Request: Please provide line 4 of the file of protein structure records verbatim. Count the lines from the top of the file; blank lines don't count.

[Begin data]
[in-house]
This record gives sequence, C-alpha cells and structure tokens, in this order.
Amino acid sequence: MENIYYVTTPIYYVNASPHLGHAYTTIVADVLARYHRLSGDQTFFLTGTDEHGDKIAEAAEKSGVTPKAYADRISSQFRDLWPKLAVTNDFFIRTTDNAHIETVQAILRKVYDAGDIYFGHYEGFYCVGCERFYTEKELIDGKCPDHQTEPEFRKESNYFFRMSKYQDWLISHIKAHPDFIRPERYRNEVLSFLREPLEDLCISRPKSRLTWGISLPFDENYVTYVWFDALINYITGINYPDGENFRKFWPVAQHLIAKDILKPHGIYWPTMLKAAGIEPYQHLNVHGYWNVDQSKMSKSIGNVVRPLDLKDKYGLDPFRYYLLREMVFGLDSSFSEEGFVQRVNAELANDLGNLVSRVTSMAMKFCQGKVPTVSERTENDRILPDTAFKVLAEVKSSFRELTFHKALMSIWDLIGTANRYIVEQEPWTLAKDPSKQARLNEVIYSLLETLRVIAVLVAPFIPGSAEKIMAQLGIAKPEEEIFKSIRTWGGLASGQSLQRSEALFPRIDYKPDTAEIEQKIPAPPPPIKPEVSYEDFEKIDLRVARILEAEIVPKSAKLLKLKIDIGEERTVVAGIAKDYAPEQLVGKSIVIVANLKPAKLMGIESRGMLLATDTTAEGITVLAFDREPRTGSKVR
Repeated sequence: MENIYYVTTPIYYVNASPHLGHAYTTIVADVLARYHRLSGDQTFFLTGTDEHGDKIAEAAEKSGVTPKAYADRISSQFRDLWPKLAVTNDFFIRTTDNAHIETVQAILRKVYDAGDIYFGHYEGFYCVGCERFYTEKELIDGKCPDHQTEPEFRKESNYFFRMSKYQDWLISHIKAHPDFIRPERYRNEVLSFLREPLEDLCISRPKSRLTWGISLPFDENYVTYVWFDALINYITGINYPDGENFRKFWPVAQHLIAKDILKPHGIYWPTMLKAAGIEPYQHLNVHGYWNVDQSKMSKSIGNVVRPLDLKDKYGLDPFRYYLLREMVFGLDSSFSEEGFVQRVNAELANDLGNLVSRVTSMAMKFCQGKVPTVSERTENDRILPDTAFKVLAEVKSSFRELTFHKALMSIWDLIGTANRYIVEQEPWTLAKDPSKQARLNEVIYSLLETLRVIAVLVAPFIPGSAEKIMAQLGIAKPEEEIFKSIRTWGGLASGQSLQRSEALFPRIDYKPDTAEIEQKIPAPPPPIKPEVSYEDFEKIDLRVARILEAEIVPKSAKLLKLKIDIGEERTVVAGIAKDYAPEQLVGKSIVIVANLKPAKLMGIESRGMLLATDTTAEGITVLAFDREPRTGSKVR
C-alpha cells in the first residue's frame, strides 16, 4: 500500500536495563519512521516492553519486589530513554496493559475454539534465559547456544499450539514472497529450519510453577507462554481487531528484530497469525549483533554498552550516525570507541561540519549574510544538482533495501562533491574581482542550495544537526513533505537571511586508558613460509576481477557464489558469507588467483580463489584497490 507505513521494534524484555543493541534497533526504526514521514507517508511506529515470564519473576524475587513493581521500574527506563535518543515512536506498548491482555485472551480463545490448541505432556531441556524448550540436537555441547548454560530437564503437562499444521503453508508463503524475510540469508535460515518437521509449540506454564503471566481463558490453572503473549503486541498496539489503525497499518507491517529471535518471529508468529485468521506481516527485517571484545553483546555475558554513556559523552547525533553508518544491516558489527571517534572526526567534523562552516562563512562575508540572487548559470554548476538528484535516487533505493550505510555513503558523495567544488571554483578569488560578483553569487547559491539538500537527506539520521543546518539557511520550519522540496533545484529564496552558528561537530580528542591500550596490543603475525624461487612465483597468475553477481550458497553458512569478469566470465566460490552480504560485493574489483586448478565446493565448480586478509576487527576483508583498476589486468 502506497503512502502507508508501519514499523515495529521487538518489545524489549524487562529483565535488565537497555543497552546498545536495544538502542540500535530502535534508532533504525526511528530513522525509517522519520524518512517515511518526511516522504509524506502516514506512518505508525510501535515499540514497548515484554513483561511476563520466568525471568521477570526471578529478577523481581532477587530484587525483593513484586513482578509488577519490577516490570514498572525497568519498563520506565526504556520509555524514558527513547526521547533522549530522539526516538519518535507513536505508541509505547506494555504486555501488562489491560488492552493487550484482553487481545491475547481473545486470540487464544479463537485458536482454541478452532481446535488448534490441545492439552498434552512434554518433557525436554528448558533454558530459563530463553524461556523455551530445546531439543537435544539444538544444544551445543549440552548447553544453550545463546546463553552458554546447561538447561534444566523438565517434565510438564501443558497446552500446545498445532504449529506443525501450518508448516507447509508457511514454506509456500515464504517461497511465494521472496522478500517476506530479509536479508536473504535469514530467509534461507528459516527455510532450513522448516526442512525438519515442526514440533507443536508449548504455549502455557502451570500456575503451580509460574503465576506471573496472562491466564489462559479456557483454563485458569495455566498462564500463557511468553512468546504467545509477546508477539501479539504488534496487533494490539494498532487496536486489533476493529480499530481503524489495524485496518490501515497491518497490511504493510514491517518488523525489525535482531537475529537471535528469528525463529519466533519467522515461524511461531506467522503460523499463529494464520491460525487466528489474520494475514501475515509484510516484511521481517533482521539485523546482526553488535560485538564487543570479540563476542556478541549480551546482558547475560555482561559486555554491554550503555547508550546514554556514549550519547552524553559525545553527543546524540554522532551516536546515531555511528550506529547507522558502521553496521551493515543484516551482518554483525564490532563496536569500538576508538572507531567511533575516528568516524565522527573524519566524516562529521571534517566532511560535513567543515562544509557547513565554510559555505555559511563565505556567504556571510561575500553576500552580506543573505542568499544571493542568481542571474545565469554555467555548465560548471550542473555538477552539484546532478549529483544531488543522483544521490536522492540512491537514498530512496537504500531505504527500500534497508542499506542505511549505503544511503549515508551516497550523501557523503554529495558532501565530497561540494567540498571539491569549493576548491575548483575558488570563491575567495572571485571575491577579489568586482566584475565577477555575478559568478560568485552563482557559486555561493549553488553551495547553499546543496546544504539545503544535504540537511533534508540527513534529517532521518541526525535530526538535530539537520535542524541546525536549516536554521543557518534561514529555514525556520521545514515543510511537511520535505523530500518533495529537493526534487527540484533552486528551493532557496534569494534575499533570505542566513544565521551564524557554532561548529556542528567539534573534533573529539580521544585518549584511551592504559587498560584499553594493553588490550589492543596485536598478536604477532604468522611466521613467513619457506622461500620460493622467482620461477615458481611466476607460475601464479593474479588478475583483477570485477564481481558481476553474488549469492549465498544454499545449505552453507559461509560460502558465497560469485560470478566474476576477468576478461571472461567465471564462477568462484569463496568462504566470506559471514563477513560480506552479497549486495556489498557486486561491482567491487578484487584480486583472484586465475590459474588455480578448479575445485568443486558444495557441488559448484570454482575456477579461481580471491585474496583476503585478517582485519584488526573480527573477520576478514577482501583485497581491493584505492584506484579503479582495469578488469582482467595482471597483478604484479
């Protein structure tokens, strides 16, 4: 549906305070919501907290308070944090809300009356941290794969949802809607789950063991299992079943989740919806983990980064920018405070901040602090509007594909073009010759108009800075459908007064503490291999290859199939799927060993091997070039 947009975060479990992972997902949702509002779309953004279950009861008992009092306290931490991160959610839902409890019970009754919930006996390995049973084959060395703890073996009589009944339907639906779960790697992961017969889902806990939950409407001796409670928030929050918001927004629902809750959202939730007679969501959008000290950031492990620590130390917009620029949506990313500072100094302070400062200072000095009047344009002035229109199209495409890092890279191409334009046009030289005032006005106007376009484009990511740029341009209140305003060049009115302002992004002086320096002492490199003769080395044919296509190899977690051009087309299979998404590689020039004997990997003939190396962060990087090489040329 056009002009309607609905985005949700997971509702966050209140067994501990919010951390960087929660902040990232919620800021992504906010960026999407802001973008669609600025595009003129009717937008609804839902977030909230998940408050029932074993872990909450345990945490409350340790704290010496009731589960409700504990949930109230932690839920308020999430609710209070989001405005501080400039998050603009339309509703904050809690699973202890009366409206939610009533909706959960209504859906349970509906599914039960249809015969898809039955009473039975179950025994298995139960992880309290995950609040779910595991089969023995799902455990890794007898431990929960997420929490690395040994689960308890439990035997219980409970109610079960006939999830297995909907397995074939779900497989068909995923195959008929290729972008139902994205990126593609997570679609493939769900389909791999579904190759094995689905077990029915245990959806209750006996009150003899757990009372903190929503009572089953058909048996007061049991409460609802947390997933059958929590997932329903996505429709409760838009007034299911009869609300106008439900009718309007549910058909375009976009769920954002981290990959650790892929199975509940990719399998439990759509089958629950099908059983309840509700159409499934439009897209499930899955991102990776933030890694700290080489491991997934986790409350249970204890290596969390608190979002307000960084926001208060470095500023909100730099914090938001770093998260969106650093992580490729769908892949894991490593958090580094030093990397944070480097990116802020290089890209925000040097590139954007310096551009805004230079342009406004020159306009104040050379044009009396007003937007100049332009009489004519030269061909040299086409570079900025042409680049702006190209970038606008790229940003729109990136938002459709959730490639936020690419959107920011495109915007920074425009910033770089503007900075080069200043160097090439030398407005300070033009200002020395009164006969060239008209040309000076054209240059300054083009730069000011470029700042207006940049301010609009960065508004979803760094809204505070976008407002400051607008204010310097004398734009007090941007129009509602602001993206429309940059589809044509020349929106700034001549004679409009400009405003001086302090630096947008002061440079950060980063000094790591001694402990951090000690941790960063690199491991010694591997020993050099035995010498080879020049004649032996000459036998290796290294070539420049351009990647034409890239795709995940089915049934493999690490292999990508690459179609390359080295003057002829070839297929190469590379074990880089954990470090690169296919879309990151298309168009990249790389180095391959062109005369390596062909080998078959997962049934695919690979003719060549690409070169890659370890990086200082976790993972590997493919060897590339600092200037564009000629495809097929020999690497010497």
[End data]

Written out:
Repeated sequence: MENIYYVTTPIYYVNASPHLGHAYTTIVADVLARYHRLSGDQTFFLTGTDEHGDKIAEAAEKSGVTPKAYADRISSQFRDLWPKLAVTNDFFIRTTDNAHIETVQAILRKVYDAGDIYFGHYEGFYCVGCERFYTEKELIDGKCPDHQTEPEFRKESNYFFRMSKYQDWLISHIKAHPDFIRPERYRNEVLSFLREPLEDLCISRPKSRLTWGISLPFDENYVTYVWFDALINYITGINYPDGENFRKFWPVAQHLIAKDILKPHGIYWPTMLKAAGIEPYQHLNVHGYWNVDQSKMSKSIGNVVRPLDLKDKYGLDPFRYYLLREMVFGLDSSFSEEGFVQRVNAELANDLGNLVSRVTSMAMKFCQGKVPTVSERTENDRILPDTAFKVLAEVKSSFRELTFHKALMSIWDLIGTANRYIVEQEPWTLAKDPSKQARLNEVIYSLLETLRVIAVLVAPFIPGSAEKIMAQLGIAKPEEEIFKSIRTWGGLASGQSLQRSEALFPRIDYKPDTAEIEQKIPAPPPPIKPEVSYEDFEKIDLRVARILEAEIVPKSAKLLKLKIDIGEERTVVAGIAKDYAPEQLVGKSIVIVANLKPAKLMGIESRGMLLATDTTAEGITVLAFDREPRTGSKVR